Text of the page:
Edmonton·In Depth

Long-term care, supportive living and home care - how do they differ?

The different levels of care offered to Alberta seniors can be confusing, especially as the government announces measures to move people out of hospital beds into more appropriate settings.
The Alberta government is under pressure to move seniors out of acute care beds in hospitals into more appropriate settings. (CBC)

The levels of care offered to Alberta seniors can be confusing, especially as the government announces measures to move people out of hospital beds into more appropriate settings.

Here’s how Alberta Health Services defines the different types of care that are available.

Long-term care:

Alberta Health Services describes long- term care as a service for people with complex health needs who require a more hospital-like setting. In other words, 24-hour care from registered nurses or licensed practical nurses in nursing homes and “auxiliary” hospital settings

Supportive living:

A facility where seniors can live privately and independently, while still having access to meals, housekeeping, common areas, emergency response and 24-hour monitoring. Publicly funded personal and health care can be made available. People can get 24-hour nursing care, if required. There are also supportive living facilities for people with dementia.

Home care: 

Support services and publicly funded health care for eligible clients living at home or in a supportive living facility.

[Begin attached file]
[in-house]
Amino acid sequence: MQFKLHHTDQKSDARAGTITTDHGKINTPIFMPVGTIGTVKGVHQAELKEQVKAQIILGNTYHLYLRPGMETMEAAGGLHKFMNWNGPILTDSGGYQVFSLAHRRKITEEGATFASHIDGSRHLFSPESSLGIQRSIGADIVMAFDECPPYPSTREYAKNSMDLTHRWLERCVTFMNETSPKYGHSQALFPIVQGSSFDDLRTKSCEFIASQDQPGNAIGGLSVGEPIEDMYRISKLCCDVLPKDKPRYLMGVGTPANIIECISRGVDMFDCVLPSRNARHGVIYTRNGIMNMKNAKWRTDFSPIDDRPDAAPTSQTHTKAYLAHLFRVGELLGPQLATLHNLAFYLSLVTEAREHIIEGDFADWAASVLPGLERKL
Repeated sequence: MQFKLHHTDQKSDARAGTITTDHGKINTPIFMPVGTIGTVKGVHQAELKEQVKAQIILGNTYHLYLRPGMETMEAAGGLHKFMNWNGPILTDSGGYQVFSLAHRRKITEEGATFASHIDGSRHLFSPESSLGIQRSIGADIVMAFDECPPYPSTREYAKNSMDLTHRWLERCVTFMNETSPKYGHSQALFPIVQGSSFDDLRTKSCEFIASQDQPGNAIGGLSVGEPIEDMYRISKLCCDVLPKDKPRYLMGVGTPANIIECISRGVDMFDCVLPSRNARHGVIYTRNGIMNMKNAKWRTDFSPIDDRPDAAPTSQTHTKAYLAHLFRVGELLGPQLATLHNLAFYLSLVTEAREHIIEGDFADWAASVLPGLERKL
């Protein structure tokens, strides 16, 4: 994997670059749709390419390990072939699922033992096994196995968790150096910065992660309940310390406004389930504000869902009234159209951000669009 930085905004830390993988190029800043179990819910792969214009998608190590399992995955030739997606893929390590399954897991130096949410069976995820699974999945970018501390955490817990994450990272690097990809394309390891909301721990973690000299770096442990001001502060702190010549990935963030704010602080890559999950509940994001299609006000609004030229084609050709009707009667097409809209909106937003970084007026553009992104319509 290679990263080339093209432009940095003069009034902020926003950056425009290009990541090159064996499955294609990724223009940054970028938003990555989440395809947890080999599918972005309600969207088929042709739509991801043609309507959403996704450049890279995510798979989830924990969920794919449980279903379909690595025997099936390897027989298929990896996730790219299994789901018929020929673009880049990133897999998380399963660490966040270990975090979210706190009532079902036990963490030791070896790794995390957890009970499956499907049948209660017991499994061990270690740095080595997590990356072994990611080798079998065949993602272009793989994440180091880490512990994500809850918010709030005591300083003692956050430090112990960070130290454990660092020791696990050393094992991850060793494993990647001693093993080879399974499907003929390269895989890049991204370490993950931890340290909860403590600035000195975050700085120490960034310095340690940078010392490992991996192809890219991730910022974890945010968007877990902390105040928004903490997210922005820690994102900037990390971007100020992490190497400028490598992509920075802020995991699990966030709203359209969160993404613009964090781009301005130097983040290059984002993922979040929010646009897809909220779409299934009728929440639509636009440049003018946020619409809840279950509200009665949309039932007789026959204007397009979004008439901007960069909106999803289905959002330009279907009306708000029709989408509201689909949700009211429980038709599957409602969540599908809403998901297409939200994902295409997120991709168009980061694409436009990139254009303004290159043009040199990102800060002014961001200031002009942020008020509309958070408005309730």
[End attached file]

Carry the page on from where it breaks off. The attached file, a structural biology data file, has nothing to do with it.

Continuing care:

The overall term that encompasses long-term care, supportive living and home care -- all the care options available for seniors which vary in the extent of medical and personal attention they receive.

What has been announced so far:

Phase one: On Oct. 14, Premier Jim Prentice and Health Minister Stephen Mandel announced that 464 continuing care spaces will be opened over the next year in an effort to free up beds in the province’s crowded hospitals.

Phase two: The province will spend $180 million dollars to create more continuing care beds. Some of these will be in buildings, not yet built. Alberta’s senior’s minister, Jeff Johnson, has been asked to work with community and faith-based groups to “fast track” the creation of these beds. It’s not yet clear where these beds will be or which level of care they will provide.

Mandel describes phase two as a “package of housing,” that may exist in either the big cities or rural areas.

“To meet the needs of the communities so we are not leaving people in any part of the province short changed for the kind of long term care that they need,” he said.

The provincial government plans to open up a total of 1,400 continuing care beds by 2018.

The breakdown of where the 464 continuing care beds will be in the next year:

Edmonton         

0-3 months         22

0-6 months        12

Total              149

Calgary:     

0-3 months        51

            0-6 months        143

            Total            194

North:           

6-12 months        55

Central:        

6-12 months        28


South:          

 0-6 months        38

now